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Abstract— In most groups of carbonaceous chondrites, minerals occur that are formed due to aqueous alteration in the nebula and/or within meteorite parent bodies. For determining the evolution of materials in the early solar system, it is of significant importance to clearly identify evidence for either nebular or planetary aqueous alteration. Therefore, results from the study of chondrites have fundamental implications for ideas concerning nebular dynamics, gas-solid interactions in the nebula, and accretionary processes.

Considering the topic of this review, it is important to define nebular and parent body processes. The solar nebula activity should include condensation processes of high- and low-temperature components as well as processes of chemical fractionation and grain-size sorting, mixing of solids and gas, and interactions between early formed solids with the remaining gas; but it should exclude processes that occurred in small uncompacted protoplanetary objects that may have been totally destroyed again before accretion of the final meteorite parent bodies. Therefore, the term “preaccretionary” instead of “nebula” is used in this paper to include all these processes that may have occurred in small precursor planetesimals.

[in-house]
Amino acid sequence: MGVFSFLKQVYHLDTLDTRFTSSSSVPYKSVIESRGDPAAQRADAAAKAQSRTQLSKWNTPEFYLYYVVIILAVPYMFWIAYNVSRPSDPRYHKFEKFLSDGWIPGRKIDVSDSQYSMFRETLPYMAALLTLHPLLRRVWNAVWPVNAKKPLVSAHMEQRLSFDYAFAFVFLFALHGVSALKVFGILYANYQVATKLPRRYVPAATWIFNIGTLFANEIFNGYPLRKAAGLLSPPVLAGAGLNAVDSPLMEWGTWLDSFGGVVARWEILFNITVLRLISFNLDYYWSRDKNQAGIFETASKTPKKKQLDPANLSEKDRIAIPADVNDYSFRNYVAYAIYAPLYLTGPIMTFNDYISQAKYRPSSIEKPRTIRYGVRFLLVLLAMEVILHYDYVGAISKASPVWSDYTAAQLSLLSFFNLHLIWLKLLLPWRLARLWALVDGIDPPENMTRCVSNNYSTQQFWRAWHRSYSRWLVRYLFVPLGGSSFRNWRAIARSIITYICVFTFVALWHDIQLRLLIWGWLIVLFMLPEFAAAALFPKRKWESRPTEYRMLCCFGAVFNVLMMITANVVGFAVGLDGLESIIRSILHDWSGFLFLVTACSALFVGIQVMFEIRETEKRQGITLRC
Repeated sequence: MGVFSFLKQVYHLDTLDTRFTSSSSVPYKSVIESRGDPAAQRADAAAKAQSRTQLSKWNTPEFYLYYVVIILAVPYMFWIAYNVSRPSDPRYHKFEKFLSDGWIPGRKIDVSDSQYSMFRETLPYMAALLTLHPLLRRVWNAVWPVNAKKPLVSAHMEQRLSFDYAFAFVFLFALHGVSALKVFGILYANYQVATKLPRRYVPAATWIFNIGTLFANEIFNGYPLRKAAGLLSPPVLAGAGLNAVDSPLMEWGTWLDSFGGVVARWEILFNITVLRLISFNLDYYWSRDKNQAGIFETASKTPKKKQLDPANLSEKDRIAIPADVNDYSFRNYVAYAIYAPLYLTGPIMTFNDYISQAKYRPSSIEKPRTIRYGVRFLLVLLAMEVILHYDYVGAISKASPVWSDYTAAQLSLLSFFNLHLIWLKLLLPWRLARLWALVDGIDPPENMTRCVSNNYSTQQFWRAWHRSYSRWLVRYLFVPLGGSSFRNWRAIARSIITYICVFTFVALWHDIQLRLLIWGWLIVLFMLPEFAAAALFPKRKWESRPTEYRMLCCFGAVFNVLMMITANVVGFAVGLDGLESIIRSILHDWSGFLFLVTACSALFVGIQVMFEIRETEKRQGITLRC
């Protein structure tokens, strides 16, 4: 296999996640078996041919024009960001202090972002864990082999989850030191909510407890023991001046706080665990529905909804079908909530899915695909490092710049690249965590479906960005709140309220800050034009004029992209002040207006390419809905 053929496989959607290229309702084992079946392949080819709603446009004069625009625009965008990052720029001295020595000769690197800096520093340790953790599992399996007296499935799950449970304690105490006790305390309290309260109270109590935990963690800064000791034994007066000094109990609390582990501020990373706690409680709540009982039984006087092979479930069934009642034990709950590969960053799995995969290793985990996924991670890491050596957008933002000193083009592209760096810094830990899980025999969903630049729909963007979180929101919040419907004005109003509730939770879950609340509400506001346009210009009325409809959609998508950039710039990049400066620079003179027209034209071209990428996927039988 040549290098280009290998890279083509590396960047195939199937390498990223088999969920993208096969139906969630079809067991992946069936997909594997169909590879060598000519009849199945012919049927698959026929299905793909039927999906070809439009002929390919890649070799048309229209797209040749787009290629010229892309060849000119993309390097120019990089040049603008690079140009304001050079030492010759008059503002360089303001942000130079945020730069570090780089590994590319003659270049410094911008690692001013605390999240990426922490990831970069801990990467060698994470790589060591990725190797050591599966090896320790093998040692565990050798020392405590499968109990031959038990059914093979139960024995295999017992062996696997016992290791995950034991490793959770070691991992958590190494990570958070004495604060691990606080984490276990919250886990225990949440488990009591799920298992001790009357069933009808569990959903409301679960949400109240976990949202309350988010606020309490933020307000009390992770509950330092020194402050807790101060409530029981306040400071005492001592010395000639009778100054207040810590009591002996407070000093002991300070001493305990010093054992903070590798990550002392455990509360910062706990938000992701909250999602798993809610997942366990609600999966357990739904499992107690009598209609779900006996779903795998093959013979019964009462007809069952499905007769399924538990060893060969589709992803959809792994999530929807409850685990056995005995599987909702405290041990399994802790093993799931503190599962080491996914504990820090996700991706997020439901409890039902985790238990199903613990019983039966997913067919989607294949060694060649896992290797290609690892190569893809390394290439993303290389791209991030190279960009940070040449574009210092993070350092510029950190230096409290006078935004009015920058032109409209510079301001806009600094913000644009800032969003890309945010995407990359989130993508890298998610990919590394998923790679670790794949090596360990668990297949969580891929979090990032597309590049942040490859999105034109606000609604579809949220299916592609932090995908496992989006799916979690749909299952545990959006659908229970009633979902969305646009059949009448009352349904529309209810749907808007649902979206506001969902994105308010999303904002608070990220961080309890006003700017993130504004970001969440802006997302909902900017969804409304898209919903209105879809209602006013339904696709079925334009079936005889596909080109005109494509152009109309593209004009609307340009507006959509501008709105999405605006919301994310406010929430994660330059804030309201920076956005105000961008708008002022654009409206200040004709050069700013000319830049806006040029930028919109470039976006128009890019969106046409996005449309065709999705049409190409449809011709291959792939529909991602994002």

Currently, there is no doubt that parent body aqueous alteration is a fundamental process in the evolution of several groups of carbonaceous chondrites. However, due to textural and mineralogical observations and chemical analyses, strong arguments have been found also indicating preaccretionary aqueous alteration of distinct components in carbonaceous chondrites. In this paper, evidence for preaccretionary aqueous alteration in carbonaceous chondrites and their components taken from previous studies is discussed in detail.

The strongest evidence for preaccretionary alteration comes from studies of CM chondrites. The survival of highly unequilibrated mineral assemblages in accretionary rims, and sharp contacts between chondrule glass and surrounding phyllosilicates, are only two important arguments for preaccretionary alteration features among many others discussed in the paper. Similar observations were also made in CR, CH and related chondrites. Due to the small abundance of water-bearing phases in CO and CV chondrites, the origin of phyllosilicates in these groups is less clear. A preaccretionary origin of hydrous phases in Ca-Al-rich inclusions (CAIs) has also been suggested by several scientists. In CI chondrites, no strong indications for such processes have been found, mainly due to heavy brecciation and severe parent body alteration.